The “Bipolarity Index”

(updated 11/2014)


This system has recently been described in an article by Harvard’s Director of the Systematic Treatment Enhancement Program for Bipolar Disorder (STEP-BD), Dr. Gary Sachs. It represents a “clinical” diagnostic approach — what matters to doctors and patients when they are trying to understand a particular patient’s mood problems. Unlike a DSM-based diagnostic system which emphasizes separate diagnostic categories, the Bipolarity Index places patients on a spectrum. As you’ll see, it also emphasizes diagnostic features other than hypomania.

Five dimensions (including the DSM as one)

Dr. Sachs’ system was developed with several colleagues at Harvard, including Dr. Nassir Ghaemi, whose name you will find mentioned frequently on this website, as he is a well-known researcher of this “spectrum” way of looking at bipolar diagnosis.

The system considers 5 “dimensions” of bipolarity. Note that the presence of hypomania or mania is only one of the five dimensions. All the others receive equal weight, for now (the system has not been subjected to the usual tests a “diagnostic instrument” would receive; thus we do not yet know how much weight each of these 5 dimensions should carry):

  1. Hypomania or mania
  2. Age of onset of first mood symptoms
  3. Illness course and other features generally only visible over time
  4. Response to medications (antidepressants and mood stabilizers)
  5. Family history of mood and substance use problems

Update 2015: the following table details the authors’ intent to quantify each of these 5 dimensions. To my knowledge there have been no publications showing whether these weightings produce an effective characterization of “bipolarity”. What’s important is to recognize that when they built it, the authors gave 80% of the weight to the non-manic markers, only 20% of the weight to the DSM criteria.

Table: The 100-point system

Dimension 20 points 15 points 10 points 5 points 2 points
Episode Characteristics Manic symptoms with “prominent euphoria, grandiosity or expansiveness”. Manic symptoms with dysphoria, irritability Hypomanic symptoms; or mania following an antidepressant Hypomanic symptoms following an antidepressant; or hypomania below DSM threshold; or major soft signs: atypical or postpartum depression Psychosis, without other signs of mania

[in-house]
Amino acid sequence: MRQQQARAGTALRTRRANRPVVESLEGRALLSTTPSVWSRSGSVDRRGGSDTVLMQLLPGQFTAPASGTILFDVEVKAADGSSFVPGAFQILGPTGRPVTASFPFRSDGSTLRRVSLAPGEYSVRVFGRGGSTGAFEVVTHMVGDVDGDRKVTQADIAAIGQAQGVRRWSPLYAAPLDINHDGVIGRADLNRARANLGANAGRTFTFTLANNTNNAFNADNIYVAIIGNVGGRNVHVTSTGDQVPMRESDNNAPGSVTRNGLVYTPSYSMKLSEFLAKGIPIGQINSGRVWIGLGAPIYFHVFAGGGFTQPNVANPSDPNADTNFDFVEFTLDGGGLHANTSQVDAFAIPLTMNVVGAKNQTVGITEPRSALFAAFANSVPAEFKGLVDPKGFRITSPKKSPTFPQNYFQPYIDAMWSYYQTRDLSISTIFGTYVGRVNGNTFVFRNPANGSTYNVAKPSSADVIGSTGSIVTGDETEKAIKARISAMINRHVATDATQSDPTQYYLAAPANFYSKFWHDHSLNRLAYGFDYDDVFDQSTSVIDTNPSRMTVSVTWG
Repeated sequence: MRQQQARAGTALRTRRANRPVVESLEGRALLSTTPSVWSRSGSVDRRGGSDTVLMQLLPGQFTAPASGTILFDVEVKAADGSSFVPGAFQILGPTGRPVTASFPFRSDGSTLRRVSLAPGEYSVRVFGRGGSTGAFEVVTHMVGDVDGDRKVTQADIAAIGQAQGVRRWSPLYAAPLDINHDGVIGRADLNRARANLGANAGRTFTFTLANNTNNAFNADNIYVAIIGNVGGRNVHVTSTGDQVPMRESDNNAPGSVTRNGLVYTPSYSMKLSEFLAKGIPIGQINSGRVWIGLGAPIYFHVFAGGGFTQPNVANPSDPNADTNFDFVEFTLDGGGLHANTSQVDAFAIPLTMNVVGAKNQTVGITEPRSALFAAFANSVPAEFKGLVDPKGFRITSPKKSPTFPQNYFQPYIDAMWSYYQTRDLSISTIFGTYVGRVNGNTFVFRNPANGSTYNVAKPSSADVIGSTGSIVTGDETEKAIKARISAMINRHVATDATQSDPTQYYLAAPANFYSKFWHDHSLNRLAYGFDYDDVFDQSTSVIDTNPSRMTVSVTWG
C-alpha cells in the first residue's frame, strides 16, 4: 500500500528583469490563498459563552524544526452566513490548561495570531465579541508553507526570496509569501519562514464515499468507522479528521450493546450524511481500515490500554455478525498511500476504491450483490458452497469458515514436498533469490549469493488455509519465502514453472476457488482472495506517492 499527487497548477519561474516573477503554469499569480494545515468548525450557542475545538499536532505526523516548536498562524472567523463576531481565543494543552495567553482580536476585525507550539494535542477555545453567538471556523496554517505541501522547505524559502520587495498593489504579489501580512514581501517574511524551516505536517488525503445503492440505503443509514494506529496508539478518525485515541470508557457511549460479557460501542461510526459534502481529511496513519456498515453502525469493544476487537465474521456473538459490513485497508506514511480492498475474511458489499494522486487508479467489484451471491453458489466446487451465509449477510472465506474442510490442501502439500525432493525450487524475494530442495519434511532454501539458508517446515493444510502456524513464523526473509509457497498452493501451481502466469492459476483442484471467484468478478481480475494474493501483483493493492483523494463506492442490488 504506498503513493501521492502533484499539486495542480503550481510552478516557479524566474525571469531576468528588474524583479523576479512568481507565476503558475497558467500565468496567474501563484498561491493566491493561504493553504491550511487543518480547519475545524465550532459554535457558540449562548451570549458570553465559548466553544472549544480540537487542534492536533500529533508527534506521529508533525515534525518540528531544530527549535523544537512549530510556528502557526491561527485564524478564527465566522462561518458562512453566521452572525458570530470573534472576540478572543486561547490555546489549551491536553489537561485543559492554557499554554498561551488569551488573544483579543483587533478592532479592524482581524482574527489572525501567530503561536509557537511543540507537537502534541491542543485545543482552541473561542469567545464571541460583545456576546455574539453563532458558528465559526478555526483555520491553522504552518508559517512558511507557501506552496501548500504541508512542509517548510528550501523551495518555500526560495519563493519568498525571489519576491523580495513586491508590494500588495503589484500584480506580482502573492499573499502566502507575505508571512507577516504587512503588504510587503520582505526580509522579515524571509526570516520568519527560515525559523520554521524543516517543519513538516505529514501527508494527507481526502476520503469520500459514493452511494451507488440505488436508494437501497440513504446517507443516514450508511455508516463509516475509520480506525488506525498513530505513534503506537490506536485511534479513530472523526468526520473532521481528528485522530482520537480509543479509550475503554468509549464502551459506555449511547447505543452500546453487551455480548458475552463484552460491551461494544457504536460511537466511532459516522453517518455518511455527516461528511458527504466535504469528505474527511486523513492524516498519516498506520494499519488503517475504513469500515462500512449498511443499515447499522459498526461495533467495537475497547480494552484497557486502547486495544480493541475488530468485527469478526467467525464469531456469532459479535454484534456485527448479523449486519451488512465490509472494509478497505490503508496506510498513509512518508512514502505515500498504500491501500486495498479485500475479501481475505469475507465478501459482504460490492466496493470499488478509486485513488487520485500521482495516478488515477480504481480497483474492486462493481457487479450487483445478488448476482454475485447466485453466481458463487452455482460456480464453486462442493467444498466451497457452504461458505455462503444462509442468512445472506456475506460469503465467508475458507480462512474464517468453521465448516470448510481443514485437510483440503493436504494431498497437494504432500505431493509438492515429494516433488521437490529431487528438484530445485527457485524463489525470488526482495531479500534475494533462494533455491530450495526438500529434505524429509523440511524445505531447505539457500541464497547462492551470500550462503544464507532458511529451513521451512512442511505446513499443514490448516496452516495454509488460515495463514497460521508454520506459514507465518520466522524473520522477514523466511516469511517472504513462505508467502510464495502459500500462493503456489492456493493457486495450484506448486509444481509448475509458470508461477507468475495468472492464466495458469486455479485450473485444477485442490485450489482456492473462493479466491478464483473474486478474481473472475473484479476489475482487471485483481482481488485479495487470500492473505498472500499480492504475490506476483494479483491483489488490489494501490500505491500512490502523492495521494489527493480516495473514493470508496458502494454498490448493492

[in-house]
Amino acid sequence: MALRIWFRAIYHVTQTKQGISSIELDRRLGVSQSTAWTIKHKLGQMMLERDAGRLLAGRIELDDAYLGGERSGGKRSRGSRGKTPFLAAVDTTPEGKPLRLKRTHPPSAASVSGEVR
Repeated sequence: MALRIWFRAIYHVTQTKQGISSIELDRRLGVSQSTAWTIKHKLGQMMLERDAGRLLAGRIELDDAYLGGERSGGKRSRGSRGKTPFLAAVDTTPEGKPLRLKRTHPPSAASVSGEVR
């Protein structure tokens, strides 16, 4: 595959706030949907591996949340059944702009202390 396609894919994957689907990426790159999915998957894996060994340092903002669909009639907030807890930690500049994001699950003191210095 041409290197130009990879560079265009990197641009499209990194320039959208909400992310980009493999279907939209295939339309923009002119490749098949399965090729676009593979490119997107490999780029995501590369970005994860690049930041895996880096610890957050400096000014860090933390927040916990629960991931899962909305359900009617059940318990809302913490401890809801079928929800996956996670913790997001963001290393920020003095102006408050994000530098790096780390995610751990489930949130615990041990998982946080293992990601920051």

Age of Onset 15-19 15 or 20-30 30-45 > 45
Illness Course (and Other Features) Manic episodes separated by periods of full recovery Incomplete recovery between manic episodes;or hypomania with full recovery between episodes Mania, incomplete recovery, but also substance use; or psychosis only during mood episodes; or legal problems associated with mania Repeated episodes of unipolar depression, no hypomania (3 or more); or hypomania with incomplete recovery between episodes; or any of several other features: borderline; anxiety disorder; ADHD as a child; gambling or other risk behaviors without mania per se; or PMS Hyperthymic temperament; >3 marriages, or two jobs in two years; or two advanced degrees (see Akiskal reference on these latter features)
Response to Medications Full recovery within 4 weeks of treatment with mood stabilizers Full recovery within 12 weeks of treatment; or relapse within 12 weeks of stopping mood stabilizers; or switch to mania within 12 weeks of starting antidepressant Worsening dysphoria or mixed state symptoms during antidepressant; or partial response to mood stabilizers; or antidepressant induced rapid cycling or worsening thereof Lack of response to 3 or more antidepressants; or mania/hypomania when antidepressant stopped Immediate response, almost complete, to antidepressant within 1 week or less
Family History 1st degree relative (brother/sister, parent, or child) with clear bipolar disorder 2nd degree relative with bipolar diagnosis; or 1st degree relative with recurring unipolar depression and features suggestive of bipolar disorder 1st degree relative with recurring unipolar depression or schizoaffective disorder; or any relative with clear bipolar diagnosis; or any other relative with unipolar depression and symptoms suggestive of bipolar 1st degree relative has clear problem with drugs or alcohol 1st degree relative has repeated episodes of depression; or has an anxiety disorder, an eating disorder, or ADHD


Dr. Sachs’ article indicates that in their experience so far, most Bipolar I patients score above 60. Note that’s Bipolar I, not Bipolar II or other more subtle variations, which would presumably have lower scores. Notice that a patient can “get points” for many different features of bipolarity, not just hypomania or mania. In fact, she could get 60 points even without any history of hypomania or mania at all, you see? For example, she might have had: her first depression at age 18 (20 points); post-partum depression (5 points); more than 3 episodes of depression (5 points); agitation while taking an antidepressant (10 points); and have a sister with clear bipolar disorder (20 points).

But beyond this — Bipolar I patients score above 60 — we do not yet know what a particular “score” might mean. Therefore this table is not offered to help you score patients (or yourself). It is presented to demonstrate that some of the most respected mood experts in the world are now using a system which approaches bipolar disorders as existing on a “spectrum”, rather than a yes/no, you-have-it-or-you-don’t matter. Dr. Sachs himself explains this in an interview conducted shortly after this article, excerpted here.

If after all this you still want a “fine-tooth comb” to look for hypomanic/manic symptoms — only 1/5th of the points here, but still the major diagnostic feature in the official DSM system — here is a list of such symptoms.